"But what better time to be an author?! All any writer wants is the chance to reach an audience and see what happens from there. Just a chance. And it's looking like everyone's going to get that chance." — Nathan Bransford
Receiving rejection from a publisher no longer spells doom to a writing career. Today, writers who are rejected trying to get into the front door of the publishing industry can find a way in through the back door of self-publishing. The process is not without its pitfalls, however.
N. Frank Daniels’s Futureproof was published this year by Harper after years of struggle and wandering through the murky wastelands of the slush pile, the place where unsolicited manuscripts linger. When you read Futureproof, you realize why — Daniels is writing in an experimental way in an attempt to give voice to a culture and a segment of a generation.
To criticism of his writing style, Daniels responds in an interview at The New Podler Review of Books, “The two biggest requests I’ve had from agents and publishers since Futureproof started getting noticed is to add more ‘plot,’ followed by asking if I could possibly call it a memoir (codespeak for ‘did all of this really happen?’). In the end I decided against doing either of those things because I felt it would be compromising myself too much artistically. Life isn’t about ‘plot,’ nothing is ever really tied up neatly, and that’s what I wanted to do with this story: give an accurate representation of how life is really lived in this segment of the population.”
Undeterred, Daniels published his Generation X manifesto through self-publishing outfit Lulu.com. His book found an audience via social-networking sites like Facebook and MySpace. Eventually, Futureproof found a home at Harper, and Daniels received a mainstream publishing deal.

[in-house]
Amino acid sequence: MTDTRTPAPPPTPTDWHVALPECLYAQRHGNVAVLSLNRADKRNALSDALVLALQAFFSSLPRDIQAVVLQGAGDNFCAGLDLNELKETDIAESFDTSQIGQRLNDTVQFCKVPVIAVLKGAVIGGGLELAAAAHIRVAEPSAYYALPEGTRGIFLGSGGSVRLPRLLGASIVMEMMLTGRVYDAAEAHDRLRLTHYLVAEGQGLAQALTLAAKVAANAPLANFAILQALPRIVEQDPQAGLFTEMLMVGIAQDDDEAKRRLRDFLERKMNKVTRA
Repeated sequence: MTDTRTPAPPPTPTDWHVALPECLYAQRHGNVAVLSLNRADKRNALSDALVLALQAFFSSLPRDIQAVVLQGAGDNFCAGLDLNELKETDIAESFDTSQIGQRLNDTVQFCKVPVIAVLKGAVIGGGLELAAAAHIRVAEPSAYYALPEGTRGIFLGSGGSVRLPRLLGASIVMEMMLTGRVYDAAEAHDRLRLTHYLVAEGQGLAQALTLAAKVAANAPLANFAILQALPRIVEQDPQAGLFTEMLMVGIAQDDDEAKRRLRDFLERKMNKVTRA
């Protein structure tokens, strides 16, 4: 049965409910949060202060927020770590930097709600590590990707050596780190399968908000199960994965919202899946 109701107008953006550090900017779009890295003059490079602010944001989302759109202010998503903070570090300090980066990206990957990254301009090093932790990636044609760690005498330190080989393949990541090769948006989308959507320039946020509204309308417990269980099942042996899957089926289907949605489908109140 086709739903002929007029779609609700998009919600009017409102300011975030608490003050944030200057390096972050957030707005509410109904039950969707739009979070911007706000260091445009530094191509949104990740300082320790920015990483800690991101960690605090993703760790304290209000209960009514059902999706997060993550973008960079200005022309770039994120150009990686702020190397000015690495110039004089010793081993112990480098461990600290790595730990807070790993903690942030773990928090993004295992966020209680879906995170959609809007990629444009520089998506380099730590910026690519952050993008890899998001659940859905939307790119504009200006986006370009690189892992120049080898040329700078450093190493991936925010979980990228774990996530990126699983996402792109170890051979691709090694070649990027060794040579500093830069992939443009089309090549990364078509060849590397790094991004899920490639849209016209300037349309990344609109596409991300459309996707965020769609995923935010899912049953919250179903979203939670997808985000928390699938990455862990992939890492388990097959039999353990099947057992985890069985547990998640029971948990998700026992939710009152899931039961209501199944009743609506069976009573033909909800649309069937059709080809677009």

Writer Jeremy Robinson has traveled a similar road. With his thriller Antarktos Rising — a gripping tale of a sudden and dramatic global climate change, the inexplicable greening of Antarctica, and Biblical monsters — Robinson had trouble overcoming mainstream publishers’ reluctance, possibly because of the book’s Christian slant. Like Daniels, Robinson decided to take his case to the people, and he won: His book sold well on Amazon.com, thanks to viral YouTube videos and word of mouth, well enough that he was able to get a mainstream contract for his next thriller, Kronos.
There are a number of others: the phenomenal bestseller Eragon started out as a self-published book. More recently, Still Alice by Lisa Genova has broken into the mainstream.
HOW DOES SELF-PUBLISHING WORK?
Companies like Lulu.com, iUniverse.com, Author Solutions or Amazon's Create Space operate via web sites. Creating an account enables you to upload your digital file. There is a certain kind of creative freedom involved: The book can be about nearly anything and doesn’t necessarily have to be a door stopper — you can publish something much shorter than what would traditionally be required by a publisher.
Once your file is uploaded, the company prints the book, one copy at a time, as orders come in. Copies can be ordered through the company web site or through other distribution channels, such as Amazon.com, depending on the distribution options that you select. In most cases, however, such books will not be ordered by brick-and-mortar bookstores, primarily because bookstores cannot return the unsold books to the publisher.
The cost to the writer varies from nothing at Lulu.com and Create Space for a bare-bones, do-it-yourself option, to many thousands of dollars for premium options at Author Solutions.
For the struggling mainstream publishing industry, self-publishing could be a good solution: If the writer does all the hard work of writing a great book, then also editing and promoting it, and if that effort translates into sales, all that mainstream publishers have to do is to swoop in and pluck the winner. For others, like Amazon, self-publishing could be a potential goldmine of bestsellers free of strings to old-line publishers, if its new program, AmazonEncore, manages to find the next James Patterson or John Grisham.